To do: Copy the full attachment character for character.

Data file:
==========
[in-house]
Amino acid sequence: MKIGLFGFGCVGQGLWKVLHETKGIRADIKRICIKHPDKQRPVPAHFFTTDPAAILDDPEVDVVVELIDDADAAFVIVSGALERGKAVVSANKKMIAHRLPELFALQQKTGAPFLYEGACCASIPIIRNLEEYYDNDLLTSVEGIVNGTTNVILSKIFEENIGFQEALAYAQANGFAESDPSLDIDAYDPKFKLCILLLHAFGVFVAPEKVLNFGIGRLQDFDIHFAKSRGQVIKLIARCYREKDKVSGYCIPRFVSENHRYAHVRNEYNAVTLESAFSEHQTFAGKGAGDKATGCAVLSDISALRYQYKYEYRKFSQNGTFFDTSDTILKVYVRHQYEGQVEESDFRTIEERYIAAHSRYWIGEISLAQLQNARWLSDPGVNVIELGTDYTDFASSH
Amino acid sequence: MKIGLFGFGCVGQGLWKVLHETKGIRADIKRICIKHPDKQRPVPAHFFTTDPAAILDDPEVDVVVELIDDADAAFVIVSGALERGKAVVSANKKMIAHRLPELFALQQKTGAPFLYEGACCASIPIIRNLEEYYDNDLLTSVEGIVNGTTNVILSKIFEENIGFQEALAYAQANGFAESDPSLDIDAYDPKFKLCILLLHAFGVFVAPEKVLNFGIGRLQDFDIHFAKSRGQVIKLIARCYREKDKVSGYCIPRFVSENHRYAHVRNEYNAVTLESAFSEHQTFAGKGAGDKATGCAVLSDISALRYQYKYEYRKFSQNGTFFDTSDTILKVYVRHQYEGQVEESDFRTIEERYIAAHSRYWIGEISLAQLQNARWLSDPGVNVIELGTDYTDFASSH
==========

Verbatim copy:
[in-house]
Amino acid sequence: MKIGLFGFGCVGQGLWKVLHETKGIRADIKRICIKHPDKQRPVPAHFFTTDPAAILDDPEVDVVVELIDDADAAFVIVSGALERGKAVVSANKKMIAHRLPELFALQQKTGAPFLYEGACCASIPIIRNLEEYYDNDLLTSVEGIVNGTTNVILSKIFEENIGFQEALAYAQANGFAESDPSLDIDAYDPKFKLCILLLHAFGVFVAPEKVLNFGIGRLQDFDIHFAKSRGQVIKLIARCYREKDKVSGYCIPRFVSENHRYAHVRNEYNAVTLESAFSEHQTFAGKGAGDKATGCAVLSDISALRYQYKYEYRKFSQNGTFFDTSDTILKVYVRHQYEGQVEESDFRTIEERYIAAHSRYWIGEISLAQLQNARWLSDPGVNVIELGTDYTDFASSH
Amino acid sequence: MKIGLFGFGCVGQGLWKVLHETKGIRADIKRICIKHPDKQRPVPAHFFTTDPAAILDDPEVDVVVELIDDADAAFVIVSGALERGKAVVSANKKMIAHRLPELFALQQKTGAPFLYEGACCASIPIIRNLEEYYDNDLLTSVEGIVNGTTNVILSKIFEENIGFQEALAYAQANGFAESDPSLDIDAYDPKFKLCILLLHAFGVFVAPEKVLNFGIGRLQDFDIHFAKSRGQVIKLIARCYREKDKVSGYCIPRFVSENHRYAHVRNEYNAVTLESAFSEHQTFAGKGAGDKATGCAVLSDISALRYQYKYEYRKFSQNGTFFDTSDTILKVYVRHQYEGQVEESDFRTIEERYIAAHSRYWIGEISLAQLQNARWLSDPGVNVIELGTDYTDFASSH